Common Challenges of Coaching Endurance Athletes

The typical endurance athlete is time-crunched, which triggers a number of challenges for coaches around rest and recovery.

In this video, Joe Friel chats with coaches Alison Freeman and Ryan Kohler about how best to tackle time management for athlete rest and recovery.

Video Transcript

Joe Friel  00:04

So I have with us today: Alison Freeman, Coach Alison Freeman, Coach Ryan Kohler. We’re gonna see if we can figure out what type of experiences they have had working with endurance athletes to help give us a better notion of what the typical endurance athlete’s challenges are. Let’s start with this, if I could with both of you, how would you go about defining the typical endurance athlete?

Balancing Priorities and Ambitious Goals

Alison Freeman 00:28

For me, especially in terms of my coaching roster, the most common theme is that they’re balancing a lot of things. They have work, they’ve got family, they’ve got other commitments or hobbies, and navigating that balance, which changes season-to-season and year-to-year, is the most common thread.

Joe Friel  00:52

So, it’s kind of a time availability situation that you’re talking about?

Alison Freeman  00:57

Time availability, but also prioritization.

Joe Friel  01:00

Prioritization. Yeah, sure. What do you mean by that?

Alison Freeman  01:00

Well, it’s not…when an athlete’s racing against themself, versus racing against the field and trying to get a qualification spot or podium spot, then they have a lot more discretion over where training falls relative to other commitments, and they can make different trade-offs. As long as they understand, hopefully, that what they get out of it is going to be in relation to what they put into it. So if they’re willing to frame their goals in the context of how they’re engaging with the sport and their investment in it, then they can decide, you know, “Right now I’m really busy with work, I’ve got a lot going on. So I want to continue to be engaged in triathlon, but it’s going to be at a lower engagement level than it was last year.”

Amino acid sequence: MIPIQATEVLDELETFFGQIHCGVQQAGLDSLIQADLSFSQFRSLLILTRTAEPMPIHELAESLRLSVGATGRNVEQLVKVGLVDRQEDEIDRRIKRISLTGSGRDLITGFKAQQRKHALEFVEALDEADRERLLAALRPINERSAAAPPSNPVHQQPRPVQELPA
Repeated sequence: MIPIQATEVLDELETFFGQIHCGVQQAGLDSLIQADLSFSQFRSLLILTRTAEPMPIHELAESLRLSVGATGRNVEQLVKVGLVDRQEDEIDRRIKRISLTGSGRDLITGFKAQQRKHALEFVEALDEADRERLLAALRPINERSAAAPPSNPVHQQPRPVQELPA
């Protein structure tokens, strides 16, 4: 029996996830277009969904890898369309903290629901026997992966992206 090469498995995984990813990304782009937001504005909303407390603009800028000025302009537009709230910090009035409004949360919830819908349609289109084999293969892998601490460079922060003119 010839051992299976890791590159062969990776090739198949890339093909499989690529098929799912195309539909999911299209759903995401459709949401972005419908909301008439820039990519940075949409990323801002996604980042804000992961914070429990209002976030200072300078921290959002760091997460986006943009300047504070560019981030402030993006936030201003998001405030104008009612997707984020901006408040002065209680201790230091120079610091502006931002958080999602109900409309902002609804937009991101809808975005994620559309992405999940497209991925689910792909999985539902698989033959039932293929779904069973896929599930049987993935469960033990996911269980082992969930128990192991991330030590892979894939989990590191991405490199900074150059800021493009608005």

Joe Friel  01:50

Ryan, how would you go about defining what you’ve come across with athletes as being common for endurance athletes?

Ryan Kohler 01:57

So I have a little bit of a split with my athletes. I think that balance theme carries through for a lot of them, where I find a lot of my athletes are looking to get some sort of experience or build something into their lifestyle that gives them enjoyment or a feeling of success or achievement. That does fall in with a lot of the Masters age-group type athletes, because they’re just trying to figure out like, “How do we build this experience into my life so that I don’t lose my job or my family doesn’t hate me?” … things like that.

Ryan Kohler  02:25

Then I have this other group of athletes, where I work with a good number of juniors, mostly on the mountain bike side, and they’re very driven, very results-oriented. I often find that I’m bringing that balance to them to say, “Hey, let’s not forget about this balance, even though you have completely different goals, how can we still keep these factors in play for you to make sure that you keep things in perspective?”

Joe Friel  02:45

Do you find that the juniors you coach have a different way of perceiving sport than the masters or the older athletes you coach? Is there a difference in how they see what’s going on in terms of their training and performance?

Ryan Kohler  02:58

It’s like life or death for them most of the time…for the younger ones. It’s like they either do it this season or they’re never going to get there. It’s, yeah, bringing that perspective in to say, “Wait, we need to look at this in a longer-term vision.”